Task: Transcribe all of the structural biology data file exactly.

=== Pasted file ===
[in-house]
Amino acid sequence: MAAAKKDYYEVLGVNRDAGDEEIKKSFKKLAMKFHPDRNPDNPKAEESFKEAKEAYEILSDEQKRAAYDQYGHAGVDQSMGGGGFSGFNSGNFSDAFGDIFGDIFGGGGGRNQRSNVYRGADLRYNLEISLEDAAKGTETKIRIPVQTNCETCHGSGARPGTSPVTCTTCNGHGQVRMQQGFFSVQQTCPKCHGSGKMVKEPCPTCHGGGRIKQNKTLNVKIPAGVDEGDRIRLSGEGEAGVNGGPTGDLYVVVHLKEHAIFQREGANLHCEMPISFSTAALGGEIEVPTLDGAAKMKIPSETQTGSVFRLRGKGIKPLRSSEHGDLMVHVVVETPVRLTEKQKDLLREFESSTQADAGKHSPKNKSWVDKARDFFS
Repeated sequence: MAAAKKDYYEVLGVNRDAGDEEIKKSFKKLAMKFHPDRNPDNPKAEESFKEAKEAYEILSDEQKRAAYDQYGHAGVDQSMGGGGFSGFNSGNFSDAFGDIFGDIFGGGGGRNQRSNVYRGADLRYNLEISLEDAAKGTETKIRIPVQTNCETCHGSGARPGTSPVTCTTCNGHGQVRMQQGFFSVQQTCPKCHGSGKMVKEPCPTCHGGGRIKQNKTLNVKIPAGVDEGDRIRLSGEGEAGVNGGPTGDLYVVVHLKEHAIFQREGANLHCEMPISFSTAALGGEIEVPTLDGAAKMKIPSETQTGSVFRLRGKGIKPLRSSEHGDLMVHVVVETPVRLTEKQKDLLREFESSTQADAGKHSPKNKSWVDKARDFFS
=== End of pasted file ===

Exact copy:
[in-house]
Amino acid sequence: MAAAKKDYYEVLGVNRDAGDEEIKKSFKKLAMKFHPDRNPDNPKAEESFKEAKEAYEILSDEQKRAAYDQYGHAGVDQSMGGGGFSGFNSGNFSDAFGDIFGDIFGGGGGRNQRSNVYRGADLRYNLEISLEDAAKGTETKIRIPVQTNCETCHGSGARPGTSPVTCTTCNGHGQVRMQQGFFSVQQTCPKCHGSGKMVKEPCPTCHGGGRIKQNKTLNVKIPAGVDEGDRIRLSGEGEAGVNGGPTGDLYVVVHLKEHAIFQREGANLHCEMPISFSTAALGGEIEVPTLDGAAKMKIPSETQTGSVFRLRGKGIKPLRSSEHGDLMVHVVVETPVRLTEKQKDLLREFESSTQADAGKHSPKNKSWVDKARDFFS
Repeated sequence: MAAAKKDYYEVLGVNRDAGDEEIKKSFKKLAMKFHPDRNPDNPKAEESFKEAKEAYEILSDEQKRAAYDQYGHAGVDQSMGGGGFSGFNSGNFSDAFGDIFGDIFGGGGGRNQRSNVYRGADLRYNLEISLEDAAKGTETKIRIPVQTNCETCHGSGARPGTSPVTCTTCNGHGQVRMQQGFFSVQQTCPKCHGSGKMVKEPCPTCHGGGRIKQNKTLNVKIPAGVDEGDRIRLSGEGEAGVNGGPTGDLYVVVHLKEHAIFQREGANLHCEMPISFSTAALGGEIEVPTLDGAAKMKIPSETQTGSVFRLRGKGIKPLRSSEHGDLMVHVVVETPVRLTEKQKDLLREFESSTQADAGKHSPKNKSWVDKARDFFS